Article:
“This is a great opportunity for Meriwether Lewis Elementary School families to gain a greater understanding of their school’s namesake and to build community in the process,” said Karen Waters, the director of community education for Albemarle County Public Schools.
Work continues on plans to renovate and expand Buford Middle School in Charlottesville to accommodate the city’s sixth graders as part of the first phase of a major reconfiguration. The School Board got an update on the project Thursday night.
In April, Charlottesville City Council adopted a budget for FY23 that includes $2.5 million toward reconfiguration with $66.3 million in funds projected for FY24. That gave enough of a greenlight for the project to move forward.
“After the City Council approved the project and moved forward, we worked out the next phase and started working about May 1,” said Wyck Knox, a project manager with VMDO. (review the presentation)
We are now five days away from when school will go back into session in Albemarle County and Charlottesville. There will be some new faces at some schools.
Rashaad Pitt took over as the principal of Charlottesville High School earlier this week after serving most recently as assistant principal of George Wythe High School in Richmond. Pitt began his educational career teaching history in Petersburg City Public Schools and has also worked in Chesterfield County, Hampton City Schools, and the Virginia Department of Juvenile Justice. According to a release, his area of expertise includes community outreach, restorative justice, instructional leadership and professional development.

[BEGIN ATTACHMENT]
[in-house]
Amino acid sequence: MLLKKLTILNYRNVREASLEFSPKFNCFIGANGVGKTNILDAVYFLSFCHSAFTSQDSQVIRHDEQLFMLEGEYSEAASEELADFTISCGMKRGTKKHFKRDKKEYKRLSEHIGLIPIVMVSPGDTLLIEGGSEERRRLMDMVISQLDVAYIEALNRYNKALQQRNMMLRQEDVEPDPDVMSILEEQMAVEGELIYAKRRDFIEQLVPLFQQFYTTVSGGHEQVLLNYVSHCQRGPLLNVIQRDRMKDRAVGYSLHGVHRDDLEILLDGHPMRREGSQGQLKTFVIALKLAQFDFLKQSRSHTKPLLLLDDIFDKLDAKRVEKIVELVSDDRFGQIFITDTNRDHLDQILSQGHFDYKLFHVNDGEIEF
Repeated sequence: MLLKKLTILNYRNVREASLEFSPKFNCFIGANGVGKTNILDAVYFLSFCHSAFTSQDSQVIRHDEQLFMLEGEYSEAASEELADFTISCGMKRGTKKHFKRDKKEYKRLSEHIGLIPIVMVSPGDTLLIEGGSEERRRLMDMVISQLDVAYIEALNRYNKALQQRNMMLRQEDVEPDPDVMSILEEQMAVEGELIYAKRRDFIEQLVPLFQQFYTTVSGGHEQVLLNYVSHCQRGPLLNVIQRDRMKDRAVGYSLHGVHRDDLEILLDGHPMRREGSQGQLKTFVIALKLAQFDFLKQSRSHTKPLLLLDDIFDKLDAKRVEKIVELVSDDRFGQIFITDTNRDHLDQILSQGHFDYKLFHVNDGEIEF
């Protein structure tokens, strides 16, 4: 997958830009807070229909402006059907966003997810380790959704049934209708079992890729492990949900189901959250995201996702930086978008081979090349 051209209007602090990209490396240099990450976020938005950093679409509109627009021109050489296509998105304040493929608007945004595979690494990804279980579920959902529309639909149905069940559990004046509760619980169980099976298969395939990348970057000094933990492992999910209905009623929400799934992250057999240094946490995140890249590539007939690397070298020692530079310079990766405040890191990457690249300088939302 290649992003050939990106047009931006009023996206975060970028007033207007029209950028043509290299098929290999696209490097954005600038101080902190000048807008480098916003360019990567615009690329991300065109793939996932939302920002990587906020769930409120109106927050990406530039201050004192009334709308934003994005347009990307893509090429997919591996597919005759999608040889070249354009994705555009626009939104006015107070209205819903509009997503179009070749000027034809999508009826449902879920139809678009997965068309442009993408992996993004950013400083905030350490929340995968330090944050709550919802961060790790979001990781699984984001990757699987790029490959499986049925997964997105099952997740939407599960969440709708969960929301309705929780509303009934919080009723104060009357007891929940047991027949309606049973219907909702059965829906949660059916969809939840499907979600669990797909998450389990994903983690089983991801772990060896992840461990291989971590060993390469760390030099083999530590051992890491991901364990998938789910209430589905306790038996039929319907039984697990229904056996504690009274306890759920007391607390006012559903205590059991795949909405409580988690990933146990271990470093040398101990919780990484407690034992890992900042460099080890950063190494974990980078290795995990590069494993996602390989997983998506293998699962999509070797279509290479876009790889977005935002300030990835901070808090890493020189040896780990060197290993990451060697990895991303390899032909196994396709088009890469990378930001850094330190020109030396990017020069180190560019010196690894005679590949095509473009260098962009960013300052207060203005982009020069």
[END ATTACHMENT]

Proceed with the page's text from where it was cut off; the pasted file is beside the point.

The state agency that serves as the official humanities council for Virginia has made its latest round of grants to nonprofit organizations that seek to tell new stories about the people who have lived in the Commonwealth.
“We want Virginians to connect with their history and culture and, in doing that, we hope we’ll all get to know each other a little better,” reads the About section of the website for Virginia Humanities.
Last November, voters in Pittsylvania County on the south side of Virginia’s Fifth Congressional District had on their ballot a referendum on whether or not to approve a one percent sales tax increase to fund school improvement projects. The measure failed on a 23-vote margin according to election night results from the State Board of Elections.
This Tuesday, the seven-member Board of Supervisors got an update on a campaign to try hold the referendum again this year, based on enabling authority that passed the General Assembly in 2020. Martha Walker is the chair of Pittsylvanians for a Brighter Future, an advocacy group that seeks passage this time around.
“One cent, one penny, will generate $3.8 million each year for the 19 years that we will be allowed to have that one cent sales tax added,” Walker said.